- While, consistent with the decision in Queensland College of Teachers v Teacher EDC, it is not productive to approach the question of whether there is the requisite satisfaction that the teacher does not pose an unacceptable risk of harm to children by reference to the concepts of onus and standard of proof, it remains that if a party asserts that he or she does not pose an unacceptable risk it behoves that party to point to some evidence or material that would allow the Tribunal to be so satisfied. The limited time for the making of a decision militates against the conduct of a hearing to determine contested factual issues. In the present case, there is a bare denial of the more serious allegations. In any event, as noted above, there is no denial of the more general allegations of an overfamiliar and inappropriate relationship. Further, though Teacher SPR acknowledges naivety and poor judgement, he makes no reference to likely future behaviour or to any steps taken to ensure that better judgments will be made in the future. That is directly relevant to the question of whether he poses an unacceptable risk of harm to children.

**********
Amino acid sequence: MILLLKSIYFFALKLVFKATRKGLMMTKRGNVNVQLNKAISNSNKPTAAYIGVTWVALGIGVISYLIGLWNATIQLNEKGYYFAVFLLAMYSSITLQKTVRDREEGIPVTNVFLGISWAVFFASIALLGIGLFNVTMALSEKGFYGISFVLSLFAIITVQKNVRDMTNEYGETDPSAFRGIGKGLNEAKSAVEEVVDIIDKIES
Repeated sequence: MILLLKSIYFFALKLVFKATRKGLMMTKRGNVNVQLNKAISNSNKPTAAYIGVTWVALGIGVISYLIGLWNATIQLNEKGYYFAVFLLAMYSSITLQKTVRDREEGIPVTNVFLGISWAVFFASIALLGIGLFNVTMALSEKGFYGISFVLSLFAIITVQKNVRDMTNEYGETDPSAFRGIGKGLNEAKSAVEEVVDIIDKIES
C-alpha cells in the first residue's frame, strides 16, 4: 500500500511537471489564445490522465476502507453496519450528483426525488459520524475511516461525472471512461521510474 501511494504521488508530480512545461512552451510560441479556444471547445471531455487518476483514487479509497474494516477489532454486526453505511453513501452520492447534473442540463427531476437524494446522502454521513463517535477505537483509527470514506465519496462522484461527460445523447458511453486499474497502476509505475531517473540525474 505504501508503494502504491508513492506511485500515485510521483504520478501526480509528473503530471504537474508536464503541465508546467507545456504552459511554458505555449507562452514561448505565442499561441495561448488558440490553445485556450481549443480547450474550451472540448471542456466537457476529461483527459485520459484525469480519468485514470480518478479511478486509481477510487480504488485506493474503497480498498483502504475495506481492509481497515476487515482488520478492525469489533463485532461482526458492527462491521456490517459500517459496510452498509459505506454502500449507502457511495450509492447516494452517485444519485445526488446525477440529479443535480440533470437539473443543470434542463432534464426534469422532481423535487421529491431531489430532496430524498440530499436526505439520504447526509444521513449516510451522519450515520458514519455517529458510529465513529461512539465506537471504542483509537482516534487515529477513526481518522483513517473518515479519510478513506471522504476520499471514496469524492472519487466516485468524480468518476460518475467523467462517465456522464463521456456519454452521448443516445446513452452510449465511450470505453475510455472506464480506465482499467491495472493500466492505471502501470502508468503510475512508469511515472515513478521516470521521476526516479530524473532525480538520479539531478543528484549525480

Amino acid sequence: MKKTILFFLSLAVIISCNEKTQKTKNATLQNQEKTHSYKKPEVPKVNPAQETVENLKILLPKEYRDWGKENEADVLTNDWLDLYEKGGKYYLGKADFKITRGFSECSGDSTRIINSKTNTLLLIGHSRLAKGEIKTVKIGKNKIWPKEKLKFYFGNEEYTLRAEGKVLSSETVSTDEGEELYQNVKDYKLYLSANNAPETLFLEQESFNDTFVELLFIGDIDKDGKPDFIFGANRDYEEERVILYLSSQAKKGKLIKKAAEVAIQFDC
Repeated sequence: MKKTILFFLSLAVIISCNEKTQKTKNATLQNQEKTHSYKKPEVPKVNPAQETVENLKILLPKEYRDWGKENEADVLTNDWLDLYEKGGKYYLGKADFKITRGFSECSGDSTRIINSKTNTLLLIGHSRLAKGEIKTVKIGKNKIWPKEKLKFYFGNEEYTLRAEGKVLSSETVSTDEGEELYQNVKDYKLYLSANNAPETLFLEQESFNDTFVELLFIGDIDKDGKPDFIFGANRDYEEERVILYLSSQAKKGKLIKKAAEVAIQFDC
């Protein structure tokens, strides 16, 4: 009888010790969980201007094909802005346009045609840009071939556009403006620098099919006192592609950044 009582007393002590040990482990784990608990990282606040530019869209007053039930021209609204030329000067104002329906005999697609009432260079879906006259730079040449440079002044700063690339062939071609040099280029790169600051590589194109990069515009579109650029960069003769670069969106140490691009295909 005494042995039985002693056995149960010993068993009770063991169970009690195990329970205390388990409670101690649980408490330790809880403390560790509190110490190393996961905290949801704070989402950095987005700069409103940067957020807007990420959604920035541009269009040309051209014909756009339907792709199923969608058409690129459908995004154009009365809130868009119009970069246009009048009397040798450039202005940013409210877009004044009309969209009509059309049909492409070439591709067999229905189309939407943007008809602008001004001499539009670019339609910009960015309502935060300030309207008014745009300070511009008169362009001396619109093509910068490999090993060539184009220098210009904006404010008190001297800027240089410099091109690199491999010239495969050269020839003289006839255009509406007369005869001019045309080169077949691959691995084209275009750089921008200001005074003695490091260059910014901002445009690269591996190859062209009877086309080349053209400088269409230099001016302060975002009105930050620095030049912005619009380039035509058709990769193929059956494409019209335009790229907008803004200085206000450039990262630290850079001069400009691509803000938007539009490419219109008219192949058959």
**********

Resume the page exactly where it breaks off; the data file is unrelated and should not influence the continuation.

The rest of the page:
- On the material before me, I am not satisfied that Teacher SPR does not pose an unacceptable risk of harm to children. I therefore order that the suspension of Teacher SPR’s registration as a teacher is to continue.
- I note that under s 55(6) of the Education Act, Teacher SPR may apply within 28 days of the notice of this decision to QCAT for review of this decision. He may at that point provide any additional material which may support a submission that he does not pose an unacceptable risk of harm to children.